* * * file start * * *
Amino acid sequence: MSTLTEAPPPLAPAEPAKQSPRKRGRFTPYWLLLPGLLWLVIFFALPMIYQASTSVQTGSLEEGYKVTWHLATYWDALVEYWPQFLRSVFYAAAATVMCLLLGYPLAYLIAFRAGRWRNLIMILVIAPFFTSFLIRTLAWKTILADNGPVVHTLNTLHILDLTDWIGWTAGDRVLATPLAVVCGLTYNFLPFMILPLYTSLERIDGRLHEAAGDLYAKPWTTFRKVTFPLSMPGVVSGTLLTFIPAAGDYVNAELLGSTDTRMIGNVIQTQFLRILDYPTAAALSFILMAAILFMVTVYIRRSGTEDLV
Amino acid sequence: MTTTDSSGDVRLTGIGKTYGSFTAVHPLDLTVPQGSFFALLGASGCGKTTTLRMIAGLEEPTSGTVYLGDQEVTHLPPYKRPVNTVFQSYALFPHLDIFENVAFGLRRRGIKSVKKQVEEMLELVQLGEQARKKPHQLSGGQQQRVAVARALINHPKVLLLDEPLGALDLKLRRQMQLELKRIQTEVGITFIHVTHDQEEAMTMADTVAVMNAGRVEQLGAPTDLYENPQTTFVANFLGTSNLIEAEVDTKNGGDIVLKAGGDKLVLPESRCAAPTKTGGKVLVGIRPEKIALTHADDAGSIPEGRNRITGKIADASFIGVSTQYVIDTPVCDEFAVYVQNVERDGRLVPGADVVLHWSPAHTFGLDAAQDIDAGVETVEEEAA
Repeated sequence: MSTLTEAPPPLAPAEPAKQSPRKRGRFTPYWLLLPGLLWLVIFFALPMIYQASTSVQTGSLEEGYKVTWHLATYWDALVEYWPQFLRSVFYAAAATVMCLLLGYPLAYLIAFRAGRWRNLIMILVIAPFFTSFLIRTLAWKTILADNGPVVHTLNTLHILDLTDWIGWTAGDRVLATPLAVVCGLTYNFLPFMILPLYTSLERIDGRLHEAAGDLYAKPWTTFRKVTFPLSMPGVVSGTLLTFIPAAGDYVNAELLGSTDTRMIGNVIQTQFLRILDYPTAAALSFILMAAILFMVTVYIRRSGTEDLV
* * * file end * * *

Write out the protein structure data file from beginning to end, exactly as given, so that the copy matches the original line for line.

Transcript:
Amino acid sequence: MSTLTEAPPPLAPAEPAKQSPRKRGRFTPYWLLLPGLLWLVIFFALPMIYQASTSVQTGSLEEGYKVTWHLATYWDALVEYWPQFLRSVFYAAAATVMCLLLGYPLAYLIAFRAGRWRNLIMILVIAPFFTSFLIRTLAWKTILADNGPVVHTLNTLHILDLTDWIGWTAGDRVLATPLAVVCGLTYNFLPFMILPLYTSLERIDGRLHEAAGDLYAKPWTTFRKVTFPLSMPGVVSGTLLTFIPAAGDYVNAELLGSTDTRMIGNVIQTQFLRILDYPTAAALSFILMAAILFMVTVYIRRSGTEDLV
Amino acid sequence: MTTTDSSGDVRLTGIGKTYGSFTAVHPLDLTVPQGSFFALLGASGCGKTTTLRMIAGLEEPTSGTVYLGDQEVTHLPPYKRPVNTVFQSYALFPHLDIFENVAFGLRRRGIKSVKKQVEEMLELVQLGEQARKKPHQLSGGQQQRVAVARALINHPKVLLLDEPLGALDLKLRRQMQLELKRIQTEVGITFIHVTHDQEEAMTMADTVAVMNAGRVEQLGAPTDLYENPQTTFVANFLGTSNLIEAEVDTKNGGDIVLKAGGDKLVLPESRCAAPTKTGGKVLVGIRPEKIALTHADDAGSIPEGRNRITGKIADASFIGVSTQYVIDTPVCDEFAVYVQNVERDGRLVPGADVVLHWSPAHTFGLDAAQDIDAGVETVEEEAA
Repeated sequence: MSTLTEAPPPLAPAEPAKQSPRKRGRFTPYWLLLPGLLWLVIFFALPMIYQASTSVQTGSLEEGYKVTWHLATYWDALVEYWPQFLRSVFYAAAATVMCLLLGYPLAYLIAFRAGRWRNLIMILVIAPFFTSFLIRTLAWKTILADNGPVVHTLNTLHILDLTDWIGWTAGDRVLATPLAVVCGLTYNFLPFMILPLYTSLERIDGRLHEAAGDLYAKPWTTFRKVTFPLSMPGVVSGTLLTFIPAAGDYVNAELLGSTDTRMIGNVIQTQFLRILDYPTAAALSFILMAAILFMVTVYIRRSGTEDLV